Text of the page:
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by Jim Karabatsos - GUI Computing

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This is a short preview of a new product from OPUS Software.

DirectAccess is a tool that allows you to access JET databases from Delphi 2, without using the ODBC MDB driver. Since its release, one of the major obstacles to the wide-spread adoption of Delphi as a development environment has been its lack of ability to access MDB database files natively. While it was always possible to use the Microsoft ODBC drivers from Delphi, performance was less than satisfactory and this was quite rightly seen as unsuitable for production use.

DirectAccess is still in (late) beta testing. We do not normally review unreleased products because we prefer to discuss software we have actually used, and is available for purchase. However, the interest in a product like this is so high that we thought we would make an exception this time.

DirectAccess is a tool for Delphi 2 only, which means that it works only on Win32 platforms (Win95 and Windows/NT). It allows you to access JET 3.0 databases from Delphi using the built-in data-aware controls. It does this by providing a DLL, ODAPI32.DLL, which exports a significant subset of the functions exported by Borland's own IDAPI32.DLL. It also provides a program that will patch the compiled BDE unit (BDE.DCU) so that it loads and calls ODAPI32.DLL, instead of IDAPI32.DLL. In this way, all the built-in and add-on Delphi data-aware controls continue to work as before, except that they now talk to MDBs instead of dBase or Paradox databases.

DirectAccess currently supports access to JET tables, using either the Delphi TTable or TQuery components. You can also use the TQuery component, with a JET SQL statement, for dynamic SQL access to JET databases. The current beta release does not support access to JET parameterised queries, but this is expected in the shipping product or soon thereafter, and is seen as a high-priority requirement by the developers.

Database performance is quite good, on a par with VB or Access database speed, although your user interface and processing code will be significantly faster in Delphi than either of these tools. (Of course, if your program is predominantly limited by data access speed, you may not see much difference.)

DirectAccess makes use of the Data Access Objects (DAO) OLE interface to JET, exposed and documented by JET 3.0. Before you groan about the performance hit you need to be aware that the JET DAO interface is a dual OLE interface. What this means is that it supports both the generic IDispatch OLE Automation interface, and more specific object interfaces that correspond to the OLE objects supported by DAO. The IDispatch interface allows any automation controller to use DAO by querying the library for information and interfaces at run-time. While this is very flexible, it also imposes quite an overhead, in fact about five times as much overhead as the alternative - which is to expose separate interfaces that the calling application must know about ahead of time and which can be accessed much more quickly. This is somewhat like early-bound vs late-bound objects in VB.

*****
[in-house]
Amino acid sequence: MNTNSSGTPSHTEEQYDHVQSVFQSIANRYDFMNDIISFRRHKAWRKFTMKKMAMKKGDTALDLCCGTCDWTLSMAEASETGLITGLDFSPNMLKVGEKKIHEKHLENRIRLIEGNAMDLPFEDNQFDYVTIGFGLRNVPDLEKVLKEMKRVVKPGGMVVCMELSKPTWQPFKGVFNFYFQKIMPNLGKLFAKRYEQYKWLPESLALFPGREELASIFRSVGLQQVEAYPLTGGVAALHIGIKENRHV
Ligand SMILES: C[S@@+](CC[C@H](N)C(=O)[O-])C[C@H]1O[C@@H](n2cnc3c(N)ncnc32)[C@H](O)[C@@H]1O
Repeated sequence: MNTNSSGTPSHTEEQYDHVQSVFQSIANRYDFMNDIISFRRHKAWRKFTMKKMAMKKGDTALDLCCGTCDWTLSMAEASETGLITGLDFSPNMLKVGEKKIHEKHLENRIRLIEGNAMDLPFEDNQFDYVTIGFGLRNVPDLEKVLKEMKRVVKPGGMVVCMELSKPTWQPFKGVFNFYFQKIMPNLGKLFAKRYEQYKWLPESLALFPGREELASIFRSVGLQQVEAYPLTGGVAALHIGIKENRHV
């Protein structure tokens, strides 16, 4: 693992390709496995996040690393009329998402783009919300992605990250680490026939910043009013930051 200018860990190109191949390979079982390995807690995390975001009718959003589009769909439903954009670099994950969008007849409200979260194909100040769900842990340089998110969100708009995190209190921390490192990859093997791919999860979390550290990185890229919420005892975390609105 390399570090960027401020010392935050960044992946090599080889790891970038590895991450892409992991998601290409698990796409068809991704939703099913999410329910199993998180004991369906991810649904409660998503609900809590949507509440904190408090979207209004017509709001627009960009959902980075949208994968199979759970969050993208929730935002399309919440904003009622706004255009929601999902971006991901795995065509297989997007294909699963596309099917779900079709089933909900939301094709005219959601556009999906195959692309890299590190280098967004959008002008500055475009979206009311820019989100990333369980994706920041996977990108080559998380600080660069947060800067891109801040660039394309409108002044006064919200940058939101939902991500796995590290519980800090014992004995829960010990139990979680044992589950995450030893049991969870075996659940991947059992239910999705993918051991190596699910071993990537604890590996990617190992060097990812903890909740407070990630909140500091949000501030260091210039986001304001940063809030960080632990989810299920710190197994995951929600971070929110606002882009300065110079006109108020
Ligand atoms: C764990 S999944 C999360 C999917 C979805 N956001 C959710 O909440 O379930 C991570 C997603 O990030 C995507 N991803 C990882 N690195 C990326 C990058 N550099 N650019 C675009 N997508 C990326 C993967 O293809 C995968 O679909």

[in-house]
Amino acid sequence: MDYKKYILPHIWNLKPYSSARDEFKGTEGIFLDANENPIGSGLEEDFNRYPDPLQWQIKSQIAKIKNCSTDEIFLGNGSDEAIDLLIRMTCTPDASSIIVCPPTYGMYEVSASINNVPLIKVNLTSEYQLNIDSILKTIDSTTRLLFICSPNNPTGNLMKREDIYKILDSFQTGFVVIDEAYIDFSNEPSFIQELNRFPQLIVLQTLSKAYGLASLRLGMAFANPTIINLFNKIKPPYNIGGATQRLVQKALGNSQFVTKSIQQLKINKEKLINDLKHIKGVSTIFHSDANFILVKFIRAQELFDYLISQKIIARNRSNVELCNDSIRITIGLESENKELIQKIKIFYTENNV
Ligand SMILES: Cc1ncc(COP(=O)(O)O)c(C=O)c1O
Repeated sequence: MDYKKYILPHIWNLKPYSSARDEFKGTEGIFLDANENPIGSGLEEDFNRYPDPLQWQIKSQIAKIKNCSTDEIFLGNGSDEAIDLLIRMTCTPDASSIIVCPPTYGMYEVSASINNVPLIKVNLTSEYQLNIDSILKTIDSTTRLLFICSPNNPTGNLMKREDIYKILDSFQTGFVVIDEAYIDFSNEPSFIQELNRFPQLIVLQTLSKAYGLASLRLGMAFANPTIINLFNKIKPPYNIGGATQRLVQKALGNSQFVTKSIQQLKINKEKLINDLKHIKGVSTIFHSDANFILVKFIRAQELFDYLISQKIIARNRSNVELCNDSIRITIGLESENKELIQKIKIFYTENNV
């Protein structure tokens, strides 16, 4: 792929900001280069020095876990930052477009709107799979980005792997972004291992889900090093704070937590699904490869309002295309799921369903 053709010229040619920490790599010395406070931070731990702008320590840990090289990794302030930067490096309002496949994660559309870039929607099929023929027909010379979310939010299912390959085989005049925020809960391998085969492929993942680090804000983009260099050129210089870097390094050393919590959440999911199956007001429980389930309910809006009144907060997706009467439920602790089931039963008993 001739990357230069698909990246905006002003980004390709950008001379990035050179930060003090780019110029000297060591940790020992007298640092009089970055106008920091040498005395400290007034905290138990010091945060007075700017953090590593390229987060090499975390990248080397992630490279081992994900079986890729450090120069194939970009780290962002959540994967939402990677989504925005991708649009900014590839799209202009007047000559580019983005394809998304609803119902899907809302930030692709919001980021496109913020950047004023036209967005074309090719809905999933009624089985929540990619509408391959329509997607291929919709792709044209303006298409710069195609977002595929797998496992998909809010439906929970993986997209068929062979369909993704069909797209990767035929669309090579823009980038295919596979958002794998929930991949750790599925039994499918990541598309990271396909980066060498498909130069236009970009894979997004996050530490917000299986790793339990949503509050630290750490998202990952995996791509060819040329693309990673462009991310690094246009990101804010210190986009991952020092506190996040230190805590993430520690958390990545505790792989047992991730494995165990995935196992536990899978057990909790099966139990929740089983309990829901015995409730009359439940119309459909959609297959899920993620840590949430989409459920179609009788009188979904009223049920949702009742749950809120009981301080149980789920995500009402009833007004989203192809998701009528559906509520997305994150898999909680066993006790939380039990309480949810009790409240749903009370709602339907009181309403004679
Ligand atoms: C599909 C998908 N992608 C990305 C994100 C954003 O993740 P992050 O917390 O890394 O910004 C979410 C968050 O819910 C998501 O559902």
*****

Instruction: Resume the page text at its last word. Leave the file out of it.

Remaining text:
Fortunately, DAO exposes interfaces like IRecordset, IDatabase and IWorkspace that are of this latter type. These are the interfaces used by Access, Visual Basic and Visual C++ to control JET, so they truly are the "native" JET interface. DirectAccess uses these same interfaces, so it is no surprise that its speed is comparable.

DirectAccess is only available for Delphi 2 because it needs the new OLE features introduced in that version. This means you cannot use it if you need to target Win16 platforms. You cannot use both DirectAccess and the BDE in the same program (which is not a problem because you can always attach the dBase, of Paradox tables, to the MDB). DirectAccess does not interfere with the use of the BDE by other programs; you can have separate programs where each uses either the BDE or DirectAccess.

One issue that you need to be aware of is licensing. In order to use DirectAccess, and to deploy application using DirectAccess, you need to be a registered owner of VB4 Pro or EE, the Access 95 Developers Toolkit, or Visual C++ version 4 (or later) - as these give you the licence to distribute the JET database engine with your applications. Alternatively, your users must have a copy of Microsoft Office which contains a non-redistributable licence for JET. You should clarify the legal position for yourself before deploying applications using JET.

The current beta of DirectAccess requires you to manually install the product, which involves directly editing the registry both to set up keys so that the DLL can be found, and to create database aliases. You need to be careful when doing this. The shipping version should come with an install program and an alias creation program, so these steps will not be necessary.

All in all, this looks like a very useful tool for Delphi 2 programmers. This tool is distributed by Real Solutions and will retail in Australia for $265 until the end of May (be quick!), $335 thereafter. It is available in the USA for around the USD$250 price point. Distributed on 3.5" floppy. Manual in Rich Text Format on the disk. If you are interested in a copy, email sales@gui.com.au.


Written by: Jim Karabatsos
April 96


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